Technicians inspect the Polar Satellite Launch Vehicle for India’s unmanned mission to mars. (Arun Sankar K./Associated Press)

India is aiming to join the world’s deep-space pioneers with a journey to Mars that it hopes will showcase its technological ability to explore the solar system while seeking solutions for everyday problems on Earth.

With a Tuesday launch planned for Mangalyaan, which means “Mars craft” in Hindi, India will attempt to become the fourth country or group of countries to reach the Red Planet, after the Soviet Union, United States and Europe.

This is India’s first Mars mission, and no country has been fully successful on its first try. More than half the world’s attempts to reach Mars — 23 out of 40 missions — have failed, including missions by Japan and China.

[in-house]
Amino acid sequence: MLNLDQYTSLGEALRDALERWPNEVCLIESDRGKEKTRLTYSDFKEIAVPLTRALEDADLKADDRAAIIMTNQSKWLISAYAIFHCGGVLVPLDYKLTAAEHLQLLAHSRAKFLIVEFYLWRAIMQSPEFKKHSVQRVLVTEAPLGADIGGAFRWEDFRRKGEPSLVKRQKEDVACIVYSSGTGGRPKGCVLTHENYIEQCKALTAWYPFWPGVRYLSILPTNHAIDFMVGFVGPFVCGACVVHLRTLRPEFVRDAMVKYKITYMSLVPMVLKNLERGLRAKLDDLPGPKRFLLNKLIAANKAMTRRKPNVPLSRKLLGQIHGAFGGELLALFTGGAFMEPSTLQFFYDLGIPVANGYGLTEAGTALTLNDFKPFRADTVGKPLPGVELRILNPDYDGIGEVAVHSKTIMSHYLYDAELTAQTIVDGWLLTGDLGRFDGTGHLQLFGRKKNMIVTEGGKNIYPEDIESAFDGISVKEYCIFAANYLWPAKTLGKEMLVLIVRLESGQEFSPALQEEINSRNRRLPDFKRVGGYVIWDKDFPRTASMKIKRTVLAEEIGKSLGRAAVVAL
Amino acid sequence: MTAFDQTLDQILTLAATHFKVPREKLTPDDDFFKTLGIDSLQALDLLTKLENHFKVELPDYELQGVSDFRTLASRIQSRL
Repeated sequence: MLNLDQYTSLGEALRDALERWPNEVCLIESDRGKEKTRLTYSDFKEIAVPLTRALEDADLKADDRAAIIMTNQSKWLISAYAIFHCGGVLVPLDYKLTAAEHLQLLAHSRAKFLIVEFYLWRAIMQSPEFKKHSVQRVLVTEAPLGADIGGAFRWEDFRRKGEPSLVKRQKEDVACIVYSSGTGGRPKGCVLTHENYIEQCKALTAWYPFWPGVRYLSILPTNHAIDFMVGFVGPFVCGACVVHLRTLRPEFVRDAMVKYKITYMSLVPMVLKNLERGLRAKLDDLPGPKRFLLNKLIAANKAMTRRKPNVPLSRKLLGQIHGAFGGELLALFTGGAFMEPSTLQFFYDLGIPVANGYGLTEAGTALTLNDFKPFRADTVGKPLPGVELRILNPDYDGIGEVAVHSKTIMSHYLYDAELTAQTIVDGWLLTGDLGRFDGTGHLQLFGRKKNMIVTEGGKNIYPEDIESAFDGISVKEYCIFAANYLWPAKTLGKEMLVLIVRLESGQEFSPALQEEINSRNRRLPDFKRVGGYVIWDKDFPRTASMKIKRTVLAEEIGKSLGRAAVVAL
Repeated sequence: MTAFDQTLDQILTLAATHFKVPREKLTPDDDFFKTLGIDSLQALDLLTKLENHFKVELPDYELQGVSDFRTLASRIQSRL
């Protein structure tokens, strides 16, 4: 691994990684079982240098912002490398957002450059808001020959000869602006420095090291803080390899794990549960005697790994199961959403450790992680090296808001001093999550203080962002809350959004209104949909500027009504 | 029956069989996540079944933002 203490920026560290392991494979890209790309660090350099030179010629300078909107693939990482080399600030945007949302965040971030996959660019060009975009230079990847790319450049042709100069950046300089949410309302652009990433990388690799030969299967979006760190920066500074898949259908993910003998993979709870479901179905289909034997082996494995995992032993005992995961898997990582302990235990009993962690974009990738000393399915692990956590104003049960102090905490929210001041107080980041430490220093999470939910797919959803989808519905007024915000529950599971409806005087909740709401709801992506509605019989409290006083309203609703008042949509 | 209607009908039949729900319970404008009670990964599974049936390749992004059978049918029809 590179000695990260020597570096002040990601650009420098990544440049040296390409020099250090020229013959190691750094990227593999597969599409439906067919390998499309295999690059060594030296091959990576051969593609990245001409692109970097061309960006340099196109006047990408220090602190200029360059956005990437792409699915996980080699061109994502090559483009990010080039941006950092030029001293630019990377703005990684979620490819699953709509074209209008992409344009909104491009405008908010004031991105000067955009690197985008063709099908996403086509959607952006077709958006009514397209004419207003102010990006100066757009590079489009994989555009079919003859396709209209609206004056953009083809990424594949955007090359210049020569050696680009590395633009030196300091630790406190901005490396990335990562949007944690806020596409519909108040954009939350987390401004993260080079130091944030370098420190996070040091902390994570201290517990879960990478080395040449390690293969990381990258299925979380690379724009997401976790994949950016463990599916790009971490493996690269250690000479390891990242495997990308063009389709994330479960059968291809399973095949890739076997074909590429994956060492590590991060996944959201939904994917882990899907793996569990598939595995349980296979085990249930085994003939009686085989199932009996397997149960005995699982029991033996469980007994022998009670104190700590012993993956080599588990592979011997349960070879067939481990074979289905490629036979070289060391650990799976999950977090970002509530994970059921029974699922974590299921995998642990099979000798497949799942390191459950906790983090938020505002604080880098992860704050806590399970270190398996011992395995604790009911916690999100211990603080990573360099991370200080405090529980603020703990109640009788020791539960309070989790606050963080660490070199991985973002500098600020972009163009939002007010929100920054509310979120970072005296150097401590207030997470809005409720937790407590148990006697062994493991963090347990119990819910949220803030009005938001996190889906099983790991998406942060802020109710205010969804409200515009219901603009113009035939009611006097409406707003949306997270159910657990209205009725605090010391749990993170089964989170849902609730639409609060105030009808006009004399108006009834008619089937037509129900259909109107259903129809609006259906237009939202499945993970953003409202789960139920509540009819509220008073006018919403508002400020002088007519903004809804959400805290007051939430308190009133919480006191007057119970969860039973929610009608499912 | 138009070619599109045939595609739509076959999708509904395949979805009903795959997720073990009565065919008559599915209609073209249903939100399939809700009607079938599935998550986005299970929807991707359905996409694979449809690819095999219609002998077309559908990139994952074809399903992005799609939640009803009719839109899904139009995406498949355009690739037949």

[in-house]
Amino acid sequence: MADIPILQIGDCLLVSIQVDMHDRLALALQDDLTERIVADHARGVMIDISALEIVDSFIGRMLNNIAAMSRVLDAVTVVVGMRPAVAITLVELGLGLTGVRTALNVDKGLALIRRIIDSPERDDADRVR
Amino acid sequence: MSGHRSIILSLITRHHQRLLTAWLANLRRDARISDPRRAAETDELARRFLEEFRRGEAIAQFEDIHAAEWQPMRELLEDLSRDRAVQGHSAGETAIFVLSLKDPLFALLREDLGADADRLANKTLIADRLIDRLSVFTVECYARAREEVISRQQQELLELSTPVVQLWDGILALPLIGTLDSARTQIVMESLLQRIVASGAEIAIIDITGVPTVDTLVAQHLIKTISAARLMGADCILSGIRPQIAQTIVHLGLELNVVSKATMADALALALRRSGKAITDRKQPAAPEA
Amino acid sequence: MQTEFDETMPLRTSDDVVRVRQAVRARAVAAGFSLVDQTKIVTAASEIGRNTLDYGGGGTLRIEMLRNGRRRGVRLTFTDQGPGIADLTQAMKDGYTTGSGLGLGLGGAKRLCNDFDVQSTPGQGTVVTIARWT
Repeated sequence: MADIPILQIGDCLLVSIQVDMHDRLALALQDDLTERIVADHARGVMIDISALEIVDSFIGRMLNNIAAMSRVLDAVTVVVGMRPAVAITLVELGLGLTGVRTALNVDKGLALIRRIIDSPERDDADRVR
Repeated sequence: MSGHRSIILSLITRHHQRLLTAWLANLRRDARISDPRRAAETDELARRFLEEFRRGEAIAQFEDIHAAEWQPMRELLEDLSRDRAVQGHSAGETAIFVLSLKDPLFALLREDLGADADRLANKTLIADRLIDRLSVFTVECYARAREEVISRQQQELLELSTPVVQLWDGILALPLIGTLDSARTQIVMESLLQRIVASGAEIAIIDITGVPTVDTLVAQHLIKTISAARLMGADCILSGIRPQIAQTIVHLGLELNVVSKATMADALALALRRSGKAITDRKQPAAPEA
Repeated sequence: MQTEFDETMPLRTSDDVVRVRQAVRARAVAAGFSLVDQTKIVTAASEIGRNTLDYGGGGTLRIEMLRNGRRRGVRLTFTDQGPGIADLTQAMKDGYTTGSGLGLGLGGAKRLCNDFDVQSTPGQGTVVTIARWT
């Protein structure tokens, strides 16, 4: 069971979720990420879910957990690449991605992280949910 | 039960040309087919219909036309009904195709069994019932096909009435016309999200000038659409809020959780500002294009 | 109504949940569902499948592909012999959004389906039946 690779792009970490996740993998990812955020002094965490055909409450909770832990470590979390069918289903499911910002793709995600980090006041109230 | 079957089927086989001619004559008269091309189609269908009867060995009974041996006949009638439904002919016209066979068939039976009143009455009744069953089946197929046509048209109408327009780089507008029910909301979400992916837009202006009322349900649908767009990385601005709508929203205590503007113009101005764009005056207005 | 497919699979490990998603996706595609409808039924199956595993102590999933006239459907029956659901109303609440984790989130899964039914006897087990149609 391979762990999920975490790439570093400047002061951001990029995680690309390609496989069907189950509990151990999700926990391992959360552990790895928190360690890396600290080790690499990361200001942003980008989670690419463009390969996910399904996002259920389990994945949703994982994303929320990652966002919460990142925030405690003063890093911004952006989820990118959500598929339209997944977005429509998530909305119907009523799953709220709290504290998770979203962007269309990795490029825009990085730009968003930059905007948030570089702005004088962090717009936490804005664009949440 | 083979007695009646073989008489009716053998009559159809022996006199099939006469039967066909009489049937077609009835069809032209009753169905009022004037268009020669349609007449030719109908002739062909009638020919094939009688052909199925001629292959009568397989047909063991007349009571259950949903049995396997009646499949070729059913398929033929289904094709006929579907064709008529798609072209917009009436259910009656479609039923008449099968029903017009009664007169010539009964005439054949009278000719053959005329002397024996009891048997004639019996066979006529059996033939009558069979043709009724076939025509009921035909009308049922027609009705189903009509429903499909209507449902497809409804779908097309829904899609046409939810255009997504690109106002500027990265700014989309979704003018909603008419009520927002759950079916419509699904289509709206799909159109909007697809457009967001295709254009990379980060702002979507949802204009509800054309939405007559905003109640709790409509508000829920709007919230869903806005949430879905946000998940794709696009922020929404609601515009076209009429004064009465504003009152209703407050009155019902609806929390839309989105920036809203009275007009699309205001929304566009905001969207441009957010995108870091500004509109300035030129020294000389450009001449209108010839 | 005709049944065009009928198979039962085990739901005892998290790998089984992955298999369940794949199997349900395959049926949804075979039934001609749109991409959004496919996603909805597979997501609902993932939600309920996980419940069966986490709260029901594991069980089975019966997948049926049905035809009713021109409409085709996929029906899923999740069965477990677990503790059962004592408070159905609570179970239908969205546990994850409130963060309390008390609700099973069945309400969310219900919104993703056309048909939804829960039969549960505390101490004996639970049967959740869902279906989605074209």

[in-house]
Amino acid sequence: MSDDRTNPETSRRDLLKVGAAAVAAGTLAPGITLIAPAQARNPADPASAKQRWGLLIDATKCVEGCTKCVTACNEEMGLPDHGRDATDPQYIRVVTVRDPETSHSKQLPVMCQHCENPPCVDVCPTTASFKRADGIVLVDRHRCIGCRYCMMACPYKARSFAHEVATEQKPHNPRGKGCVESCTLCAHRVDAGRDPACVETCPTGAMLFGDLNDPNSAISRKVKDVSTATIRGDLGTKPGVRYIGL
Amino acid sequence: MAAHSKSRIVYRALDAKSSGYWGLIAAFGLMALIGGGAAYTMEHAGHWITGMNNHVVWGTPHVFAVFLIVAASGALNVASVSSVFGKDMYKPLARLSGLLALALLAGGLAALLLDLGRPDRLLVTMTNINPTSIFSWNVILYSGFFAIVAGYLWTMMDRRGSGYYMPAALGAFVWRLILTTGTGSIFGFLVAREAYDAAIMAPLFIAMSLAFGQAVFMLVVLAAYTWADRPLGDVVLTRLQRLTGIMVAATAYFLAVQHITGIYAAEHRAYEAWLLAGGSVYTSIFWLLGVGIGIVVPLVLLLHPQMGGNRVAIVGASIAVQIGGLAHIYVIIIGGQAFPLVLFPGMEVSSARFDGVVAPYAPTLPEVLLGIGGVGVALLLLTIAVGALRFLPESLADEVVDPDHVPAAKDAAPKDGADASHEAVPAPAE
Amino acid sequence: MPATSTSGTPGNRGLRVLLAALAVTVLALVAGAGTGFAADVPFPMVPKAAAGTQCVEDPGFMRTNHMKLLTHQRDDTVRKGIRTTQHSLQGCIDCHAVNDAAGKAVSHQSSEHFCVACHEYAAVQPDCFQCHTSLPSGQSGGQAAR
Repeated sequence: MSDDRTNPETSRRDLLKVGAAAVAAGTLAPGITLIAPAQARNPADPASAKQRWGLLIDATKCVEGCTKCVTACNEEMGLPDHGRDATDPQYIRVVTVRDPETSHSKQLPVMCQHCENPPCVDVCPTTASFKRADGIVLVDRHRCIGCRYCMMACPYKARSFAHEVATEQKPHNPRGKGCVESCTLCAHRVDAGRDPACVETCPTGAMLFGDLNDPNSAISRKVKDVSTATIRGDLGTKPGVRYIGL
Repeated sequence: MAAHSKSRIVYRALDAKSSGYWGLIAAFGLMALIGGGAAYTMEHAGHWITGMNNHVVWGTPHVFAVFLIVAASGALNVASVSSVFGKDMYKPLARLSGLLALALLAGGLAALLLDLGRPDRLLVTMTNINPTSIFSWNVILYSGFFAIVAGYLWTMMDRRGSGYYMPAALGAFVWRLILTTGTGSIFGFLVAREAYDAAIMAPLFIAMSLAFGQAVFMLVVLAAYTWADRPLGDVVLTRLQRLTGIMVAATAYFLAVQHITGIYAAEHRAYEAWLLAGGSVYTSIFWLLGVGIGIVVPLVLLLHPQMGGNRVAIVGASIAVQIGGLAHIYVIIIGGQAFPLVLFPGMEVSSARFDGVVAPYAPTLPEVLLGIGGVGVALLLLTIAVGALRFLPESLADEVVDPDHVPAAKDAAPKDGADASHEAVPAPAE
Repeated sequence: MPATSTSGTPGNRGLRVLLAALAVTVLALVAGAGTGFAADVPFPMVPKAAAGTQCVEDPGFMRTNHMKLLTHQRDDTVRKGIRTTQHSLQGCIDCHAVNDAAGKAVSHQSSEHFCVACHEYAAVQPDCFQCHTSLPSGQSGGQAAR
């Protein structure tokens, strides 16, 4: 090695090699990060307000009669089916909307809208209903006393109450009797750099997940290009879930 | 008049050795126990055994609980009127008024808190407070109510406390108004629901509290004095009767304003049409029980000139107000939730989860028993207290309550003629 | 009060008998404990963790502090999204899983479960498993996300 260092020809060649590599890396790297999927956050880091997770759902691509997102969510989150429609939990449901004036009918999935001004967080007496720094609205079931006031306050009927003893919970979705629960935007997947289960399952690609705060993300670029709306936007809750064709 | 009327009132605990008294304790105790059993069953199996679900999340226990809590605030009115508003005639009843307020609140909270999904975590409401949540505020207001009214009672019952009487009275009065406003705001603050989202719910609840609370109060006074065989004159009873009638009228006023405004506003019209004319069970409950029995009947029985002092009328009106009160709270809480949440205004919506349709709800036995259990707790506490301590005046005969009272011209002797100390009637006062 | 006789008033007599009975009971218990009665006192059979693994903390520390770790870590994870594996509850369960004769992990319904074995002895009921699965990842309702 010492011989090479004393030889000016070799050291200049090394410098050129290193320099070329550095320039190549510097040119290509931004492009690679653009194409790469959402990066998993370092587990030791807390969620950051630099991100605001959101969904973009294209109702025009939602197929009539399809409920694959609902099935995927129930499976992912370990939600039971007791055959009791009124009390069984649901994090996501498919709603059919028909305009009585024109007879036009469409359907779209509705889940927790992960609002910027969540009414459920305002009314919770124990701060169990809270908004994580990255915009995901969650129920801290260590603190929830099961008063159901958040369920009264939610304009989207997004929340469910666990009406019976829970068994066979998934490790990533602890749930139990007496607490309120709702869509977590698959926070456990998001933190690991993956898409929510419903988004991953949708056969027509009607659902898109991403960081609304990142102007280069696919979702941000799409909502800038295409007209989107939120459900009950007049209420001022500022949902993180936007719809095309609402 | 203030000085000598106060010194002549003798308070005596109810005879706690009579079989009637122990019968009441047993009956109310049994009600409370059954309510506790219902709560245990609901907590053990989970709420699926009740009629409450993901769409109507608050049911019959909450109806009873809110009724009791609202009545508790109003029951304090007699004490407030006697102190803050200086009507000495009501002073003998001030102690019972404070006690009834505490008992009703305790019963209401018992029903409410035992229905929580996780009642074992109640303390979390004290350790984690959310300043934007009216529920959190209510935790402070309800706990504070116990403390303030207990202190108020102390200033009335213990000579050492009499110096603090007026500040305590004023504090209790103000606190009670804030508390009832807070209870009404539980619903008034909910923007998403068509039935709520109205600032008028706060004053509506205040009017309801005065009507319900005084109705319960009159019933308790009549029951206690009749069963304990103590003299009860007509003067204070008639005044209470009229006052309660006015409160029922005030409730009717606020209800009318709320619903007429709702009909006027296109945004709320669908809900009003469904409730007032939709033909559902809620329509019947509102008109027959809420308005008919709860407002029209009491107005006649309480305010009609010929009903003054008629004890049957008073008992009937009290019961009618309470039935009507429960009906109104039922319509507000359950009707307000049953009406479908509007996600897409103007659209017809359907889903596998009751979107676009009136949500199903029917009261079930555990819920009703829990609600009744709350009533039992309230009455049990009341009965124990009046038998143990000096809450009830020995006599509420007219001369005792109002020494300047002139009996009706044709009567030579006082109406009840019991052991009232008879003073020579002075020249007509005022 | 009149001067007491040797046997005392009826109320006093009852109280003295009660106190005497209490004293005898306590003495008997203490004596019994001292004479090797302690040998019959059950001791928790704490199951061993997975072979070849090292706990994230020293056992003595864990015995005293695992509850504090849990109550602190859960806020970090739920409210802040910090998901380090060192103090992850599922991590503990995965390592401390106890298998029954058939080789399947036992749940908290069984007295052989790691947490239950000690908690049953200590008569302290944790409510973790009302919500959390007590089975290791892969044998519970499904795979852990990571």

Mangalyaan is scheduled to begin a 300-day, 485-million-mile journey to orbit Mars and survey its geology and atmosphere. Instruments aboard Mangalyaan, which won’t carry astronauts, will gather data to help determine how Martian weather systems work and what happened to the water that is believed to have once existed on Mars in large quantities.

Associated Press